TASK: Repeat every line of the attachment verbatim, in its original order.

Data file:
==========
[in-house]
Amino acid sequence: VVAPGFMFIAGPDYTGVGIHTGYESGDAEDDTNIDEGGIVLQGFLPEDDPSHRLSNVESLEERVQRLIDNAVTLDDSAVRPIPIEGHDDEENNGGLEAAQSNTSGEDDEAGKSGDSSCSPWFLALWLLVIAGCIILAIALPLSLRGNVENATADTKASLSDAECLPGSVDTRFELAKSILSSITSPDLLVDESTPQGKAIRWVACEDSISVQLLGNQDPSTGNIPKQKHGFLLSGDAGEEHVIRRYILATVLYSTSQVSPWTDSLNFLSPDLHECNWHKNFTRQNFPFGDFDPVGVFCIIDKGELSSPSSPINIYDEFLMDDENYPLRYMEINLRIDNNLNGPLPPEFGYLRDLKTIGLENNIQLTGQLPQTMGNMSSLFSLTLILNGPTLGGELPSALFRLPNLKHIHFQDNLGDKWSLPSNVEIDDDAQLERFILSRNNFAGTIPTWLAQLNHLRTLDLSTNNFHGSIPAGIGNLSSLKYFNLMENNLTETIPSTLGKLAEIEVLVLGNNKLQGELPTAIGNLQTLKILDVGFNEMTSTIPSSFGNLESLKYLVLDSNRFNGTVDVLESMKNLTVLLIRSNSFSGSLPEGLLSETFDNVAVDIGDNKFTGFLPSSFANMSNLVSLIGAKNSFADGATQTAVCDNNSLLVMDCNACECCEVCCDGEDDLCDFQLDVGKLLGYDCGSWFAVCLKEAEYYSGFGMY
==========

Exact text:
[in-house]
Amino acid sequence: VVAPGFMFIAGPDYTGVGIHTGYESGDAEDDTNIDEGGIVLQGFLPEDDPSHRLSNVESLEERVQRLIDNAVTLDDSAVRPIPIEGHDDEENNGGLEAAQSNTSGEDDEAGKSGDSSCSPWFLALWLLVIAGCIILAIALPLSLRGNVENATADTKASLSDAECLPGSVDTRFELAKSILSSITSPDLLVDESTPQGKAIRWVACEDSISVQLLGNQDPSTGNIPKQKHGFLLSGDAGEEHVIRRYILATVLYSTSQVSPWTDSLNFLSPDLHECNWHKNFTRQNFPFGDFDPVGVFCIIDKGELSSPSSPINIYDEFLMDDENYPLRYMEINLRIDNNLNGPLPPEFGYLRDLKTIGLENNIQLTGQLPQTMGNMSSLFSLTLILNGPTLGGELPSALFRLPNLKHIHFQDNLGDKWSLPSNVEIDDDAQLERFILSRNNFAGTIPTWLAQLNHLRTLDLSTNNFHGSIPAGIGNLSSLKYFNLMENNLTETIPSTLGKLAEIEVLVLGNNKLQGELPTAIGNLQTLKILDVGFNEMTSTIPSSFGNLESLKYLVLDSNRFNGTVDVLESMKNLTVLLIRSNSFSGSLPEGLLSETFDNVAVDIGDNKFTGFLPSSFANMSNLVSLIGAKNSFADGATQTAVCDNNSLLVMDCNACECCEVCCDGEDDLCDFQLDVGKLLGYDCGSWFAVCLKEAEYYSGFGMY